I was just starting out when the WBBL came. It has paved the way for a lot of youngsters like me. The WBBL is sometimes as good as playing international cricket.

Do you think the WPL could produce a player like you for India?

Absolutely. It is pleasing to see so many young Indian talents. There are so many players that have stepped up for their respective teams.

Which young Indians have impressed you?

One name I can think of is Shreyanka Patil of RCB; she is a young off-spinner and handy batter as well. She also got me out. I had a quick chat with her. She thinks about the game deeply.

Game-changing development: Gardner believes the advent of the Women’s Premier League is a significant moment. She thinks it could play a big role in India dominating the game in five to 10 years’ time.  

Game-changing development: Gardner believes the advent of the Women’s Premier League is a significant moment. She thinks it could play a big role in India dominating the game in five to 10 years’ time.  
| Photo Credit:
Getty Images

How do you view your role in the Australian team?

It is tough, but it is also an absolute privilege because the captain can call you in different situations, with both bat and ball. Two or three years ago I probably wouldn’t have seen myself as someone who can bowl in the PowerPlay and at the death. There have been some challenging times as well, but the best thing about being an all-rounder is that sometimes when you don’t bowl, you have your batting to lean on and vice versa. Yes, it is tough at times when both skills don’t go the way you want, but when it comes off, it is an absolute honour to do that.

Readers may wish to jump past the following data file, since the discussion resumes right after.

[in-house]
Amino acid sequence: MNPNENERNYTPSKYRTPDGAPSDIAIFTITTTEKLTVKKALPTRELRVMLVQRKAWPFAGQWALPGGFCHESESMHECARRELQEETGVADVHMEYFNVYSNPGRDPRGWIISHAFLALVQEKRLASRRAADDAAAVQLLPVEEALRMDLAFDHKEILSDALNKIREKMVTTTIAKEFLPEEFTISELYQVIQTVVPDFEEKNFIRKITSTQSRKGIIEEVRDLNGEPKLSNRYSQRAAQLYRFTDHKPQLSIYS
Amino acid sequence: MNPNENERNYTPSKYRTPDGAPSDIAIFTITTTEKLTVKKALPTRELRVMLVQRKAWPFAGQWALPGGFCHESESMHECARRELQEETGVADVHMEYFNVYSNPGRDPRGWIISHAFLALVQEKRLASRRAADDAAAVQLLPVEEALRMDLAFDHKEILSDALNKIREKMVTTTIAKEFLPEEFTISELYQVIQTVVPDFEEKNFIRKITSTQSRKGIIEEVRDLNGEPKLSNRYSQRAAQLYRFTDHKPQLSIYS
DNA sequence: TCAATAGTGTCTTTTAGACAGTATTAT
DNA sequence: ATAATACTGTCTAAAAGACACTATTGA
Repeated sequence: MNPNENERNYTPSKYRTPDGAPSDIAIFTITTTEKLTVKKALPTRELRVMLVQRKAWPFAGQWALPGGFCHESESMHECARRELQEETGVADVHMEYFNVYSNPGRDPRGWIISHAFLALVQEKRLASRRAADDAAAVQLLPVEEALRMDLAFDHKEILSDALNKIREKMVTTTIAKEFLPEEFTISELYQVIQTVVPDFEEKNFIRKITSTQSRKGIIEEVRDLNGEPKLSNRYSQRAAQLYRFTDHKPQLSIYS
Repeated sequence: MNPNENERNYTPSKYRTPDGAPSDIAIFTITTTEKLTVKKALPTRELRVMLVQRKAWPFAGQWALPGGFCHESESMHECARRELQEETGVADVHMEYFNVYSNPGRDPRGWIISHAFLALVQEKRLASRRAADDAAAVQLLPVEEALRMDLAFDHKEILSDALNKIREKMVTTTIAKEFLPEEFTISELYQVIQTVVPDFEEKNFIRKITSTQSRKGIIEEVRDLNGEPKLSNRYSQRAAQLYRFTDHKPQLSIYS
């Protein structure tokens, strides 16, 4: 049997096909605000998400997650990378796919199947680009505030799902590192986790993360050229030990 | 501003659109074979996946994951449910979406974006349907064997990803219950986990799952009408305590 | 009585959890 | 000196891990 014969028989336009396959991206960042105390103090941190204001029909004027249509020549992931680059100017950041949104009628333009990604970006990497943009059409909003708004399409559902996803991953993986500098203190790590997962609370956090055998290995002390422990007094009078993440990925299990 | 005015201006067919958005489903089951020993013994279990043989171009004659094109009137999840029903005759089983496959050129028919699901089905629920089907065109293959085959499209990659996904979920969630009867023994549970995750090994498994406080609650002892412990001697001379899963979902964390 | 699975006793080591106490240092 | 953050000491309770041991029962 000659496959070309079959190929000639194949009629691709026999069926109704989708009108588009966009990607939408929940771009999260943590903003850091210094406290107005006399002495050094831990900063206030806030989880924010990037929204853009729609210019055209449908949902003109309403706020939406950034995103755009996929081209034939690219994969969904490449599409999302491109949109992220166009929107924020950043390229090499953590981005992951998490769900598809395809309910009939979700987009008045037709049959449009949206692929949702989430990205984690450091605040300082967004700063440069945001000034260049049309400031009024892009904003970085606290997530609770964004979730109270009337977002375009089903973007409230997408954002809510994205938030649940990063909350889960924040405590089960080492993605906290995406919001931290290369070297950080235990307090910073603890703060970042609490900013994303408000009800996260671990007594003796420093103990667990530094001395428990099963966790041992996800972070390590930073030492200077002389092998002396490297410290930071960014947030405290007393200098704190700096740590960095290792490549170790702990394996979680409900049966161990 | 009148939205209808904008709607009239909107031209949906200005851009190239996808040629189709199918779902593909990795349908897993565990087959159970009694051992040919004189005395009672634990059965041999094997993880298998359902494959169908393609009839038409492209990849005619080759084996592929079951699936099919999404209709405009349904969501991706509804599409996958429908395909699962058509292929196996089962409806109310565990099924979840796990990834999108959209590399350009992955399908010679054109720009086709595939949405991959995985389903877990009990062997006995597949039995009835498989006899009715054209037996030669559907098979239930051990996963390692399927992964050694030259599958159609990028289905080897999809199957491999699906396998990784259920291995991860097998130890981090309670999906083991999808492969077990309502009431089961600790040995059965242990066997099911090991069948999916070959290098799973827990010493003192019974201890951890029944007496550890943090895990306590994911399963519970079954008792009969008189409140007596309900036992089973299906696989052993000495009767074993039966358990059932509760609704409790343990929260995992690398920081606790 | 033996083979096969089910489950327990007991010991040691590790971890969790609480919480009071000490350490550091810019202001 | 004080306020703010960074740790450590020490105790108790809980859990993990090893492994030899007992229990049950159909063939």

You had an excellent World Cup in South Africa.

It was fantastic and I thought we played some really good cricket throughout. I was glad that I could put on some performances for my team. It is a fantastic group of girls. To be part of such a successful side over the last six years is something we are all proud of. I hope we can take our game to new heights.

How important is the role of cricketers like Boland and you for Australia’s Indigenous population?

I guess it is important for young Indigenous kids to have role models like us to play at the highest level. When having conversations with other players like Scott, you don’t probably realise the impact you are actually having out there. The thing for us is that there is more to cricket than cricket. And we are representing more than ourselves and our families.

We are representing a lot of people out there. So it is about being a good person, a role model both on and off the field, and making sure you are doing the right things at all times. It is important to keep at the back of your head the thought that you are a role model for young, aspiring Indigenous kids that want to play cricket or professional sport. We play a big role in our community and it is a role that I love playing.

Which cricketers do you look up to?

There is one cricketer that stands out, and that is Andrew Symonds. He was my idol growing up and he still is. I still love watching videos of him. The way he was able to change the game is something I loved watching. I guess I have tried to replicate the way he took the game on. He was also one of the reasons why I started bowling off-spin. He will continue to have an impact on my career.